UN ramps up response to help drought-hit Somalis

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Somali families displaced by severe drought create a makeshift camp as the Horn of Africa faces severe drought on the outskirts of the village of War Idad, 150 miles east of the capital Hargeisa, Somalia, on June 19, 2017. (Photo by Scott Peterson/Getty Images)
Somali families displaced by severe drought create a makeshift camp as the Horn of Africa faces severe drought on the outskirts of the village of War Idad, 150 miles east of Hargeisa, Somalia, on June 19, 2017.  (Photo by Scott Peterson/Getty Images)

The United Nations humanitarian agency said Monday it has stepped up response to support drought-stricken communities in Somalia especially in the southern region to avert a further deterioration of the situation.

The UN Office for the Coordination of Humanitarian Affairs (OCHA) said prolonged drought conditions have impacted many parts of Somalia since June with Jubaland State being the worst affected.

“Those affected have no access to safe drinking water, improved sanitation facilities and good hygiene practices,” UNOCHA said in its humanitarian report released in Mogadishu.

It said more than 125,000 people have been affected by water shortages and require urgent water assistance in Jubaland, warning that the situation may worsen if no rain falls in the coming weeks.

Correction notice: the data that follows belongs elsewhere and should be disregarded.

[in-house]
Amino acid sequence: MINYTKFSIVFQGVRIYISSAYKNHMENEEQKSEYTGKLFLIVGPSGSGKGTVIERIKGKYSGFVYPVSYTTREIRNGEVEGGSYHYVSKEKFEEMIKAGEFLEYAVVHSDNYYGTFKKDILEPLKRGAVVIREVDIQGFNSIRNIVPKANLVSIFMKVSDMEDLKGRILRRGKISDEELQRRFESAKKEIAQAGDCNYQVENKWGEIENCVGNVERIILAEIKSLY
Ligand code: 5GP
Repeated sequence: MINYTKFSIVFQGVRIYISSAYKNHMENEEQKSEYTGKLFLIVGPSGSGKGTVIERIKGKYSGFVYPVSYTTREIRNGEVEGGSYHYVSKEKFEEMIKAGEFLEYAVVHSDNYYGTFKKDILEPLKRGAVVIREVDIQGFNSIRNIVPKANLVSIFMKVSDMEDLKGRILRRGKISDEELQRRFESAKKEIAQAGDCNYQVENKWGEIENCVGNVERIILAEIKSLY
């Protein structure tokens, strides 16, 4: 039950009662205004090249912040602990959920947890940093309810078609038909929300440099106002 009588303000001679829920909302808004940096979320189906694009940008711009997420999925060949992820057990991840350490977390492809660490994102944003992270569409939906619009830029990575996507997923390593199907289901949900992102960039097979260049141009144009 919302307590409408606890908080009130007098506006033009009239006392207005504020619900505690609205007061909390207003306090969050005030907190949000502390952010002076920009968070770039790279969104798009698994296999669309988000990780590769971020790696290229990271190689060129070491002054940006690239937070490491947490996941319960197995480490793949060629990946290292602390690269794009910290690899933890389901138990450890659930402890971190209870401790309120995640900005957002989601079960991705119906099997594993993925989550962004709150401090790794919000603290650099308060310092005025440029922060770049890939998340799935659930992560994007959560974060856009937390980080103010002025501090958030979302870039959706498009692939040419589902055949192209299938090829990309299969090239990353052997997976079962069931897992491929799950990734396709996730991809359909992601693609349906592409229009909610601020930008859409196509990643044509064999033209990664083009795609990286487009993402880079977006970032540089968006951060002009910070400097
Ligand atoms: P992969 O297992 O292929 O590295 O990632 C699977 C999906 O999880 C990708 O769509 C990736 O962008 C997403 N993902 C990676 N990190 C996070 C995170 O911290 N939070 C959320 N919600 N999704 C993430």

The UN agency said thousands more have been displaced in Galmudug in Somaliland, raising concerns about the plight of those affected.

Forecasts by the Food Security and Nutrition Analysis Unit for Somalia (FSNAU), a project managed by the Food and Agriculture Organization of the United Nations (FAO), indicate an increased likelihood of below-average rainfall from October to December, which will adversely affect food security and nutrition outcomes.

In the absence of humanitarian assistance, the FSNAU estimates that nearly 3.5 million people across Somalia will face food consumption gaps or depletion of livelihood assets indicative of Crisis or worse outcomes through the end of 2021.

According to the forecast, approximately 1.2 million children under the age of five are likely to be malnourished, including nearly 213,400 who are likely to be severely malnourished.

UNOCHA said durable solutions interventions have the potential to be replicated and upscaled across Somalia, providing medium-term low-cost solutions to displacement and avoiding increased vulnerability and humanitarian costs that usually follow multiple evictions and protracted displacement.

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